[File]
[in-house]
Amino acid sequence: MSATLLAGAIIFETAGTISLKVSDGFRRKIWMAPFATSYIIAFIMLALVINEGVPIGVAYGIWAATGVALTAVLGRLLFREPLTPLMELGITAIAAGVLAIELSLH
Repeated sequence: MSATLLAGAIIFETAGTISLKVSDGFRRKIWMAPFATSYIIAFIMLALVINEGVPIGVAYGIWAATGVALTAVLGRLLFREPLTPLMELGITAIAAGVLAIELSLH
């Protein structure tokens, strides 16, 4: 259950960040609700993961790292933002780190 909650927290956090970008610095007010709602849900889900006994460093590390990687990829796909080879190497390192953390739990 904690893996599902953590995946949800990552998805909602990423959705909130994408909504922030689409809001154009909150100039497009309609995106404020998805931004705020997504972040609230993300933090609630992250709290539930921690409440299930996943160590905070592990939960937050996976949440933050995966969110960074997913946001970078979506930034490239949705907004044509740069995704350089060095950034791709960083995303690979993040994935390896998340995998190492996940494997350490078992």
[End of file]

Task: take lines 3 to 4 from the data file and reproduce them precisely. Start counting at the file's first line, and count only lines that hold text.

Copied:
Repeated sequence: MSATLLAGAIIFETAGTISLKVSDGFRRKIWMAPFATSYIIAFIMLALVINEGVPIGVAYGIWAATGVALTAVLGRLLFREPLTPLMELGITAIAAGVLAIELSLH
């Protein structure tokens, strides 16, 4: 259950960040609700993961790292933002780190 909650927290956090970008610095007010709602849900889900006994460093590390990687990829796909080879190497390192953390739990 904690893996599902953590995946949800990552998805909602990423959705909130994408909504922030689409809001154009909150100039497009309609995106404020998805931004705020997504972040609230993300933090609630992250709290539930921690409440299930996943160590905070592990939960937050996976949440933050995966969110960074997913946001970078979506930034490239949705907004044509740069995704350089060095950034791709960083995303690979993040994935390896998340995998190492996940494997350490078992």